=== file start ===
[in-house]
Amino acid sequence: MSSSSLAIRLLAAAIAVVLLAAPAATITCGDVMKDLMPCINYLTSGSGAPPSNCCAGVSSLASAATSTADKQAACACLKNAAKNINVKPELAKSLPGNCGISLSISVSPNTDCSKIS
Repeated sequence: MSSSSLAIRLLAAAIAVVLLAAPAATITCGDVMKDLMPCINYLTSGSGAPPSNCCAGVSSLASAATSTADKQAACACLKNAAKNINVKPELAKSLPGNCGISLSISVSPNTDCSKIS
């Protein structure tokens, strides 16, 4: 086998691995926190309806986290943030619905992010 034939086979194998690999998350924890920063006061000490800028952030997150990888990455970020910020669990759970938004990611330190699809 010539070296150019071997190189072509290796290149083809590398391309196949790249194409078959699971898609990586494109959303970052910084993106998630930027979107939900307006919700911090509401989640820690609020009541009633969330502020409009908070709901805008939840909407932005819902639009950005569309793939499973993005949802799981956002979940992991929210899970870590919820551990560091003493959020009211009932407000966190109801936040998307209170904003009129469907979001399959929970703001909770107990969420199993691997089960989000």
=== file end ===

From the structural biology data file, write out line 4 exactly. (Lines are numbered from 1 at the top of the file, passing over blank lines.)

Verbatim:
């Protein structure tokens, strides 16, 4: 086998691995926190309806986290943030619905992010 034939086979194998690999998350924890920063006061000490800028952030997150990888990455970020910020669990759970938004990611330190699809 010539070296150019071997190189072509290796290149083809590398391309196949790249194409078959699971898609990586494109959303970052910084993106998630930027979107939900307006919700911090509401989640820690609020009541009633969330502020409009908070709901805008939840909407932005819902639009950005569309793939499973993005949802799981956002979940992991929210899970870590919820551990560091003493959020009211009932407000966190109801936040998307209170904003009129469907979001399959929970703001909770107990969420199993691997089960989000």